With the flow of water paused, the threat of imminent death had also been put on hold. A moment that should have been a relief for Tatiana and Edward was instead anything but. The Butcher had made it clear that the temporary respite was just that—temporary. He had a proposition to make, an ominous declaration to present considering his two prisoners had no leverage in their state of complete helplessness.
“As I stated before,” the Butcher started, his intimidating bass buzzing through the speaker. “It’s just the three of us at the moment. Listen carefully to what I have to say, do not be difficult. Is that clear?”
Tatiana and Edward nodded in unison, both looking one of the cameras in its center as though it were the Butcher’s eyes.
“Good. I’ve bled viewers since the last time we spoke, and the two of you are to blame,” the Butcher growled.
“What the hell did we do?” asked Edward.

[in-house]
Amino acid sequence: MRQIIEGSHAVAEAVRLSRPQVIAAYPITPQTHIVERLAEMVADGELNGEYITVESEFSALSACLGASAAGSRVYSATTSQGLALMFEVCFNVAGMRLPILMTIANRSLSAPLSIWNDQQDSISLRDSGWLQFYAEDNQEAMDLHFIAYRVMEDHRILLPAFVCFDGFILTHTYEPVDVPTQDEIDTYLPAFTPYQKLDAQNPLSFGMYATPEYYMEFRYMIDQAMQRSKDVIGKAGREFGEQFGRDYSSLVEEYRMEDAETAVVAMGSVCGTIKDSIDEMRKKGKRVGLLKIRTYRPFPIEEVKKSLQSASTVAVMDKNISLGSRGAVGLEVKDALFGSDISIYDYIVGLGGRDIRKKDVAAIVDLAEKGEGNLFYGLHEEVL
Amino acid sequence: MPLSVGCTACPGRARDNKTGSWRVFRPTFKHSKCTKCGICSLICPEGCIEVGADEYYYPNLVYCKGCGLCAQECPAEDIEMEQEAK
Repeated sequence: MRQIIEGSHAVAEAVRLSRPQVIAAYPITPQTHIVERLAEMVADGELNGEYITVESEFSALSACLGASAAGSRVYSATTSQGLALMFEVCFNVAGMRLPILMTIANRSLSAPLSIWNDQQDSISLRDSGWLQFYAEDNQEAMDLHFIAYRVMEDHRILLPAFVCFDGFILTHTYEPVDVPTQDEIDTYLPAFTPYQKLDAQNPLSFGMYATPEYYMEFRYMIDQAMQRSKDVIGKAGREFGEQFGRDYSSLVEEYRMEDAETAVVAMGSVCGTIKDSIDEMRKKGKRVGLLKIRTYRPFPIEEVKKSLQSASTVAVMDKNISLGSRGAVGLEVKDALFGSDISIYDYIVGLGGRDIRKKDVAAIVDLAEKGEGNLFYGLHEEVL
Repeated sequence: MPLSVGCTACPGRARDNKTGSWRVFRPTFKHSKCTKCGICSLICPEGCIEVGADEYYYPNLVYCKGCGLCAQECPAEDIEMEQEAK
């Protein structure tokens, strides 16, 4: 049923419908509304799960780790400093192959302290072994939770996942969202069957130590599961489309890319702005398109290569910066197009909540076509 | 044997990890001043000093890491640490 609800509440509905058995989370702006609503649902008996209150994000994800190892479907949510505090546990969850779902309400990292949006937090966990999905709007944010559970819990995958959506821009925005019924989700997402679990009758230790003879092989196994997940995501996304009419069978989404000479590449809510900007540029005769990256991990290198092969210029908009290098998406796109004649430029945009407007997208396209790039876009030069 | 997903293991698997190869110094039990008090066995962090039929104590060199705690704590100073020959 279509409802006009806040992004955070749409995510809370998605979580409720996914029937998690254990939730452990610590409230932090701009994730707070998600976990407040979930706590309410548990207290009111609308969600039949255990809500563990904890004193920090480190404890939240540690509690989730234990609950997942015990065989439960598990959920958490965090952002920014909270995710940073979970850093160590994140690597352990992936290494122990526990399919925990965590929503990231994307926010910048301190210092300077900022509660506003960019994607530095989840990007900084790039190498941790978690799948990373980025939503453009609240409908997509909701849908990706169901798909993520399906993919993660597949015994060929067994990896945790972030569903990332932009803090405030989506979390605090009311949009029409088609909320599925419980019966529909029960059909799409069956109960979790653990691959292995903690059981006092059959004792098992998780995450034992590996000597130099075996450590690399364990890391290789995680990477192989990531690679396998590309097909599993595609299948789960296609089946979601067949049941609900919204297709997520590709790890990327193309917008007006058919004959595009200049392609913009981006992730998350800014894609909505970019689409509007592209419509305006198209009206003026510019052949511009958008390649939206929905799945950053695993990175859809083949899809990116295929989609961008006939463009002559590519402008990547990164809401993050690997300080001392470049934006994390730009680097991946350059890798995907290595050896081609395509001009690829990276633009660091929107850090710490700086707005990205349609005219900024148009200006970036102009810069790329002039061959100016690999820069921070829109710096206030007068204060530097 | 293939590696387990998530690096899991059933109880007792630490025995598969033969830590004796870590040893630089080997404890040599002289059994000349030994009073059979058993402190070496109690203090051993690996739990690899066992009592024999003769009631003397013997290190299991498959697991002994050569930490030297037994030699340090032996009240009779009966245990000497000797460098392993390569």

“Your incessant arguing disrupted the flow of my stream. People pay to view these streams to witness pure human suffering, but your childish bickering is interfering with the mood my customers have come to expect.”
“Well, poor them,” Tatiana remarked.
“Quite the contrary. For some reason, my viewers found your silly fighting more entertaining than the usual begging and crying. They want more of it, and for the past few minutes you two have neglected to give it to them,” the Butcher said, irritably.
“So let me get this straight,” Tatiana started, “the sick freaks who paid to watch us beg, scream, and drown want to watch us yell at each other instead?”
“Yes, at least until the entertainment value has run its course.”
“Screw you!” Edward cried. “We aren’t here to be your audience’s little jesters, now let us go!”
A deep, quiet chuckle emerged from the speakers, sending a chill down Edward’s spine. “I’m glad you said that. As I said, I have a proposition for you two.”
“So, let’s hear it already,” said Tatiana.
“I’ve never had a stream come under these circumstances, and I stand to make more money than usual if I give the people what they want from you two.”
“But we have no reason to give you what you want,” Tatiana interjected.